3

Custom Characters

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Charles Delp


Custom character graphics is an easy way to program game animation, but sometimes it results in uneven motion. Smoother animation can be achieved by using custom characters to create the fixed playfield, and then using player/missile graphics to animate the players. The three programs here show you how.

One of the easiest ways to put colorful, high-resolution playfields or special symbols on the screen is with character graphics, employing custom characters.

One of the major drawbacks of using character graphics to animate a game is that players can move only in large, character-sized jumps. When smoother action is desired, a better solution is to draw the fixed playfields using custom characters and then animate the players using player/missile graphics.

The advantages of using character graphics rather than bitmapped graphics to draw fixed playfields are:

1. Much less memory is required to achieve the same resolution.

2. More colors are available.

3. Less time is required to draw to screen memory.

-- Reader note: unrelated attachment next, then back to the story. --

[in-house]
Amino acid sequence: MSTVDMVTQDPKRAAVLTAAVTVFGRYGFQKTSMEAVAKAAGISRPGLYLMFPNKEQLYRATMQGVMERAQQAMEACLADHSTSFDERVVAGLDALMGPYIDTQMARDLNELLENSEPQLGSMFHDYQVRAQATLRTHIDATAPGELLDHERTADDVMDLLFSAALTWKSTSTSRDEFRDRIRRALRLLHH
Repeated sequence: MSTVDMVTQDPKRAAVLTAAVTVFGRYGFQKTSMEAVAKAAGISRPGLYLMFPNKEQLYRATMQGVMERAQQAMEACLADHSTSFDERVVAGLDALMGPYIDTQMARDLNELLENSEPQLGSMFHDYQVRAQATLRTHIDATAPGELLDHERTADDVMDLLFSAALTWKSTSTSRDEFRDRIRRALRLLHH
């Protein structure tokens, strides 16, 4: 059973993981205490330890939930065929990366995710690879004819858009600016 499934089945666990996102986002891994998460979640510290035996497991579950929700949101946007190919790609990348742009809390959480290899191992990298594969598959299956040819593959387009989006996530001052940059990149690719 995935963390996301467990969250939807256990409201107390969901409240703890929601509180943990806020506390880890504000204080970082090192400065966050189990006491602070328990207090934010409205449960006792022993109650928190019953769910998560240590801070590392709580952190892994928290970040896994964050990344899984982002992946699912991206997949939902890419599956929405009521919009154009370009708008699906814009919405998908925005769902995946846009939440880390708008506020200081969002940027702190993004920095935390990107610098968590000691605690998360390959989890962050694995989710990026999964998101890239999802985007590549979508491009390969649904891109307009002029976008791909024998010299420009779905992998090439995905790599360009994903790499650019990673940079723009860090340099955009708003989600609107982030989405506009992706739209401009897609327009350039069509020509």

4. Color fill is faster and easier.

The major disadvantage of using character graphics to draw fixed playfields is that only two colors (character color and background color) are available within any one character. The table shows the resolution, memory requirements, and colors available for various Atari BASIC character and bitmapped graphics modes.


How Characters Are Defined

Atari characters are defined by 64 pixels arranged in eight columns by eight rows. From right to left, the values of the columns are 1, 2, 4, 8, 16, 32, 64, and 128. If a particular pixel is turned on, the value of that column is added to the row total; if the pixel is turned off, zero is added to the row total. The total value of all the "on" pixels in a row forms a byte of data which defines that row. Each of the eight rows is defined by a byte of data, for a total of eight bytes per character. (See Figure 1 for a specific example.) Note how the row bytes are arranged in memory from the character start address (CHADD).